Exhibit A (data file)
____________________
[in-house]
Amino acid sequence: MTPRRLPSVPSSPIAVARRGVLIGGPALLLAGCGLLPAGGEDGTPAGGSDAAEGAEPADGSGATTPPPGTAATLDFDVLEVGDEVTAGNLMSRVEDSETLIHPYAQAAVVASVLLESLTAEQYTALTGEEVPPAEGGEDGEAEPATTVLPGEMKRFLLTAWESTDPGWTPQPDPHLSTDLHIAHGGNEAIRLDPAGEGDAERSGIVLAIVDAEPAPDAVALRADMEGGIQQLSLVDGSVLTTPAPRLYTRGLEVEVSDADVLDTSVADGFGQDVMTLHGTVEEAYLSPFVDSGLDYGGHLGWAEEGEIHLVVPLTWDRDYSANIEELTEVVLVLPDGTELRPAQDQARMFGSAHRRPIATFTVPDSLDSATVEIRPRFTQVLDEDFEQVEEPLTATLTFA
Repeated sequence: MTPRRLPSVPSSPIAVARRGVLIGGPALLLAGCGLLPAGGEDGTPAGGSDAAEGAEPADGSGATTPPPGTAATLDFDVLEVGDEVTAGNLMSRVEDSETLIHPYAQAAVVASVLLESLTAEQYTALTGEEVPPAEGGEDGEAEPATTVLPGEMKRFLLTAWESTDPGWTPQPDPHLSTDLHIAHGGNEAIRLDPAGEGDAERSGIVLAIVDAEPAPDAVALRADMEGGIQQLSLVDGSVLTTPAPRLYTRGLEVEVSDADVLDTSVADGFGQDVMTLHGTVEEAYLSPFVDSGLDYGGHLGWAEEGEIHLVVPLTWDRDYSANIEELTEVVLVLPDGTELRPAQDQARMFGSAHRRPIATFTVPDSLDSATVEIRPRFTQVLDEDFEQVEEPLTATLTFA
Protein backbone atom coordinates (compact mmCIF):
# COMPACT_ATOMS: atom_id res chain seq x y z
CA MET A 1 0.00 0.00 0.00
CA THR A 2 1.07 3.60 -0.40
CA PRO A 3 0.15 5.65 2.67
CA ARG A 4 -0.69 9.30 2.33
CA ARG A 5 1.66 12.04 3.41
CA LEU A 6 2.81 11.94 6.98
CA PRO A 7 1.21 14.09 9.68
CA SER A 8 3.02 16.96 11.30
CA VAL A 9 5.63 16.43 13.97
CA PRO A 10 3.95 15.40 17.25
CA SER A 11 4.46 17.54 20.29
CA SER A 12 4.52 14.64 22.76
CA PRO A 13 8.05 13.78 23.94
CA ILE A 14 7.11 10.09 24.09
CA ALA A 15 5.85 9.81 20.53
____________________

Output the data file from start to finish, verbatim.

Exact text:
[in-house]
Amino acid sequence: MTPRRLPSVPSSPIAVARRGVLIGGPALLLAGCGLLPAGGEDGTPAGGSDAAEGAEPADGSGATTPPPGTAATLDFDVLEVGDEVTAGNLMSRVEDSETLIHPYAQAAVVASVLLESLTAEQYTALTGEEVPPAEGGEDGEAEPATTVLPGEMKRFLLTAWESTDPGWTPQPDPHLSTDLHIAHGGNEAIRLDPAGEGDAERSGIVLAIVDAEPAPDAVALRADMEGGIQQLSLVDGSVLTTPAPRLYTRGLEVEVSDADVLDTSVADGFGQDVMTLHGTVEEAYLSPFVDSGLDYGGHLGWAEEGEIHLVVPLTWDRDYSANIEELTEVVLVLPDGTELRPAQDQARMFGSAHRRPIATFTVPDSLDSATVEIRPRFTQVLDEDFEQVEEPLTATLTFA
Repeated sequence: MTPRRLPSVPSSPIAVARRGVLIGGPALLLAGCGLLPAGGEDGTPAGGSDAAEGAEPADGSGATTPPPGTAATLDFDVLEVGDEVTAGNLMSRVEDSETLIHPYAQAAVVASVLLESLTAEQYTALTGEEVPPAEGGEDGEAEPATTVLPGEMKRFLLTAWESTDPGWTPQPDPHLSTDLHIAHGGNEAIRLDPAGEGDAERSGIVLAIVDAEPAPDAVALRADMEGGIQQLSLVDGSVLTTPAPRLYTRGLEVEVSDADVLDTSVADGFGQDVMTLHGTVEEAYLSPFVDSGLDYGGHLGWAEEGEIHLVVPLTWDRDYSANIEELTEVVLVLPDGTELRPAQDQARMFGSAHRRPIATFTVPDSLDSATVEIRPRFTQVLDEDFEQVEEPLTATLTFA
Protein backbone atom coordinates (compact mmCIF):
# COMPACT_ATOMS: atom_id res chain seq x y z
CA MET A 1 0.00 0.00 0.00
CA THR A 2 1.07 3.60 -0.40
CA PRO A 3 0.15 5.65 2.67
CA ARG A 4 -0.69 9.30 2.33
CA ARG A 5 1.66 12.04 3.41
CA LEU A 6 2.81 11.94 6.98
CA PRO A 7 1.21 14.09 9.68
CA SER A 8 3.02 16.96 11.30
CA VAL A 9 5.63 16.43 13.97
CA PRO A 10 3.95 15.40 17.25
CA SER A 11 4.46 17.54 20.29
CA SER A 12 4.52 14.64 22.76
CA PRO A 13 8.05 13.78 23.94
CA ILE A 14 7.11 10.09 24.09
CA ALA A 15 5.85 9.81 20.53